Electric Current (the movement of electrons) in a wire can produce a force at a distance (a field) on metals made of any combination of Iron, Nickel, and Cobalt.  This is an electromagnet.

All neutral atoms have electrons moving in orbits.  Some atoms (Iron, Nickel, and Cobalt) have an electron arrangement that act like tiny magnets.  Small clumps of these atoms act like small magnets called domains.

A piece of ferromagnetic metal (Fe, Ni, or Co) with randomly pointed domains is NOT a strong magnet overall.

If the domains are lined up to point in the same direction, like millions of tiny magnets, then a strong magnet is produced.

Magnets consist of dipoles (2 poles at the same time): North & South.  There are no known monopoles.  (North or South only)

By convention a compass needle is a small compass needle, free to move, with the head pointing north and tail pointing south.

Like poles repel (north & north, south & south)

Opposite poles attract (north & south, south & north)

Some large objects (like planets and stars) have magnetic poles due to circulating molten or plasma cores.  The Earth has a magnetic field from a circulating iron core.

If the north end of a compass is attracted toward the “north” end of our planet, is the “north” really a north pole of a magnet?

Our north pole is really a south magnetic pole.  It is called a north pole because the north end of a compass point there.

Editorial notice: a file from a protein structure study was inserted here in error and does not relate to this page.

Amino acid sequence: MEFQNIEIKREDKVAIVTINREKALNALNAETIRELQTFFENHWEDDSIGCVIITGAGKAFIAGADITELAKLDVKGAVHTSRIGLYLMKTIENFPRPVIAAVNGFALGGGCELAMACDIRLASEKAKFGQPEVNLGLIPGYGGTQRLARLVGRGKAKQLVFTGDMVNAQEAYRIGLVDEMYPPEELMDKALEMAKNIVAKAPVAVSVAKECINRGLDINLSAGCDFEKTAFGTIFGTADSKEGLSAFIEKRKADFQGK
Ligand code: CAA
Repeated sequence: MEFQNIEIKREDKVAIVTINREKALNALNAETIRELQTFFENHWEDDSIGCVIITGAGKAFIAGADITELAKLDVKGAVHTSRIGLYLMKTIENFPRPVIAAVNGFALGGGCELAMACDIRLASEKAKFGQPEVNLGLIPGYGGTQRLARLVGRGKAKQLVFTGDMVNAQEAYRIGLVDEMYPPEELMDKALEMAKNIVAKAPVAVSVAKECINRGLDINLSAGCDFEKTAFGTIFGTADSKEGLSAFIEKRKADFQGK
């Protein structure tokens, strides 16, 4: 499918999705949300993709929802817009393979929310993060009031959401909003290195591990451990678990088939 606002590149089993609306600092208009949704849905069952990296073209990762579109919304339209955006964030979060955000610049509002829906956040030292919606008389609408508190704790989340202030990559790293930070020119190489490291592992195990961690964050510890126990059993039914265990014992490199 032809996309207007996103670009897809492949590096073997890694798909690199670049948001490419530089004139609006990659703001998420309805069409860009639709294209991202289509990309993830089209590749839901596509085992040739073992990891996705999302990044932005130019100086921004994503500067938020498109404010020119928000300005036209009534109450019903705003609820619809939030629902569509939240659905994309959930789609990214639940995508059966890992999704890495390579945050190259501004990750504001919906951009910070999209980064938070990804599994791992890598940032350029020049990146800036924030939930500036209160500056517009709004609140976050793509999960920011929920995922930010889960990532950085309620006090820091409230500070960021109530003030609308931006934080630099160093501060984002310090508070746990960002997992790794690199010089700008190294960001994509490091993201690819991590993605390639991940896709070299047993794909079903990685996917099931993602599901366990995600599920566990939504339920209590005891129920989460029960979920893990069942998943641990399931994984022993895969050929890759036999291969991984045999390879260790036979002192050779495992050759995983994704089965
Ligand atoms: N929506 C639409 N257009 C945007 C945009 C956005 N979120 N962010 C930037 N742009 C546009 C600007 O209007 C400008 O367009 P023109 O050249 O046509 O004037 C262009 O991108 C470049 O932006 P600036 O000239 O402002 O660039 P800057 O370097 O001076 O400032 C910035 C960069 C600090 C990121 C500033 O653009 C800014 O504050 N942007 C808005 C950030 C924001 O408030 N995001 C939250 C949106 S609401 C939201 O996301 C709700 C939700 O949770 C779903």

If we put tiny compasses near a bar magnet, a pattern will emerge.  The tiny magnets will start pointing in the same direction as the magnet field created by the bar magnet.  The magnetic field lines of the bar magnet are lines that point in the same direction as the north end of a compass needle.  (They point from north to south)

Magnetic fields are represented by the symbol

17.2 Electromagnets:

Basic principle of electromagnetism:

Whenever electrons move through a conductor, a magnetic field is created in the region around the conductor.

Oersted’s principle: charges moving through a conductor produce a circular magnetic field around the conductor.

The direction of the magnetic field lines around a current carrying conductor is given by the left hand rule.

Left Hand Rules (for eLectron flow, negative to positive)
For a straight conductor:
For a coiled conductor:
Note: The Right Hand Rule is used for conventional flow (positive to negative)

Think in 3 dimensions!

To differentiate field lines going into and out of the page, Xs and dots are used:

DOT means out of the page           ARROW TAIL  means into the page

Think arrows:

William Anderson (Schoolworkhelper Editorial Team)
William completed his Bachelor of Science and Master of Arts in 2013. He current serves as a lecturer, tutor and freelance writer. In his spare time, he enjoys reading, walking his dog and parasailing. Article last reviewed: 2022 | St. Rosemary Institution © 2010-2024 | Creative Commons 4.0